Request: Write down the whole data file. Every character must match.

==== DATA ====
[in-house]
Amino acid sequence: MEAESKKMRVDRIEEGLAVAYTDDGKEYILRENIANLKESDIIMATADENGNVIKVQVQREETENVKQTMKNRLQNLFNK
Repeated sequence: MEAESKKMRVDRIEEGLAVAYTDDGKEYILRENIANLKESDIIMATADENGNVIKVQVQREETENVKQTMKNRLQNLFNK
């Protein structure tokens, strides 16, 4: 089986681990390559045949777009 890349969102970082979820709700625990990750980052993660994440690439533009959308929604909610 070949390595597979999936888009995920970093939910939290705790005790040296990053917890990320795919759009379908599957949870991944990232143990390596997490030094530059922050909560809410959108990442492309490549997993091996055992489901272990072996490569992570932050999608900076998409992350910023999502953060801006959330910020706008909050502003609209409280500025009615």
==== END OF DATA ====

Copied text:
[in-house]
Amino acid sequence: MEAESKKMRVDRIEEGLAVAYTDDGKEYILRENIANLKESDIIMATADENGNVIKVQVQREETENVKQTMKNRLQNLFNK
Repeated sequence: MEAESKKMRVDRIEEGLAVAYTDDGKEYILRENIANLKESDIIMATADENGNVIKVQVQREETENVKQTMKNRLQNLFNK
């Protein structure tokens, strides 16, 4: 089986681990390559045949777009 890349969102970082979820709700625990990750980052993660994440690439533009959308929604909610 070949390595597979999936888009995920970093939910939290705790005790040296990053917890990320795919759009379908599957949870991944990232143990390596997490030094530059922050909560809410959108990442492309490549997993091996055992489901272990072996490569992570932050999608900076998409992350910023999502953060801006959330910020706008909050502003609209409280500025009615």